The Veteran Owned Small Business Growth Training program will equip these entrepreneurs with the resources and networks necessary to grow their small businesses. An award of $100,000 from President Donald Trump’s salary from the second quarter of fiscal year 2018 will fund the program.

Starting in September 2019, this 26-week program based in Portsmouth, New Hampshire will feature 13 weeks of Saturday morning classroom sessions with 12 to 20 participants, as well as 13 weeks of peer-to-peer mentoring sessions. The course curriculum will include strategic planning, financial management, cash flow forecasting, marketing the small business, sales methods, human resources, developing a growth plan, access to capital, legal issues, and government contracting.

“While programs exist that help veterans start their small business, there is a critical need for programs that assist existing business owners with growing their business,” said SBA Acting Administrator Chris Pilkerton. “Adding VETRN to the SBA resource network will enable us to fill this gap and empower veterans with the training, mentorship, tools, and network they need to achieve their long-term goals.”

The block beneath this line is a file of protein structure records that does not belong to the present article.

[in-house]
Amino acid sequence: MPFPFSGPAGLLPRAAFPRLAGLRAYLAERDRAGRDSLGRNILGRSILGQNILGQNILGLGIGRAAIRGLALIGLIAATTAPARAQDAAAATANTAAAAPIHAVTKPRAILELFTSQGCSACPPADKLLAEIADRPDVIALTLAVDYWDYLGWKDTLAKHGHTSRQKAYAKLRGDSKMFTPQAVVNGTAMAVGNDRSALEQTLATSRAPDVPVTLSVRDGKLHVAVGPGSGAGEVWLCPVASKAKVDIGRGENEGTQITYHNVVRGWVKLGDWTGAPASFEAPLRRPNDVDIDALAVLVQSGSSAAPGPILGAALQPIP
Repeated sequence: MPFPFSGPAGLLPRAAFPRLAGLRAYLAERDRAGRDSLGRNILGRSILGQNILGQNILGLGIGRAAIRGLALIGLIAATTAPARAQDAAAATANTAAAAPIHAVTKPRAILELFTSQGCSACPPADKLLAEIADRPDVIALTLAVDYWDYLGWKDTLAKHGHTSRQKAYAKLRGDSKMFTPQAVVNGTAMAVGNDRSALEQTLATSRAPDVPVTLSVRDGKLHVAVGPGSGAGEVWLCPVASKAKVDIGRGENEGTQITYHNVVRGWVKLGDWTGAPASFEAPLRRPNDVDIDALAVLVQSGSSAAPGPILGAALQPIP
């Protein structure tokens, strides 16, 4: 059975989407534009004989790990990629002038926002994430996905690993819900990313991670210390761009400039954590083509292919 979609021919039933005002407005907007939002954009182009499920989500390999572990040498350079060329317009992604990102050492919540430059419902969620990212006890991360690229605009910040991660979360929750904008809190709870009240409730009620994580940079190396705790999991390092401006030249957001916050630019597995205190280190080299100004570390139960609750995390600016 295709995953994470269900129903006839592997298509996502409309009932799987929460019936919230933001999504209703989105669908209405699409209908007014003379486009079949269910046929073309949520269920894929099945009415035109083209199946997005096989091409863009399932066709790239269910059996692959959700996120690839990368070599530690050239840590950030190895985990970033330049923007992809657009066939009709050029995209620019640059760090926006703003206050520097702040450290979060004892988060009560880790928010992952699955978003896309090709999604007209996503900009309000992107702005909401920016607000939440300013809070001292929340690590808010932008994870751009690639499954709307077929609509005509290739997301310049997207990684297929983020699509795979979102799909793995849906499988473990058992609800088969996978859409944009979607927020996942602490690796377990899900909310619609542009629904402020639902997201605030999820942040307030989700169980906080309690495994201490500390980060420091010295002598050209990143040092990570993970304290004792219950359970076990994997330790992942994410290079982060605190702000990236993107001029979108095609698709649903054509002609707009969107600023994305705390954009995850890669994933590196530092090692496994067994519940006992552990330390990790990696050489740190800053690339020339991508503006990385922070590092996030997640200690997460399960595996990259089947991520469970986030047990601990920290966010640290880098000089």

Applicants must be a current business owner with at least one year of operation and one employee (not including the owner), and annual revenues of $75,000 or more. Also required is the passion, dedication and commitment to grow the small business.

Veteran business owners interested in finding out more information or applying for the September 2019 program can visit the VETRN website to complete an application, or send an email to info@vetrn.org.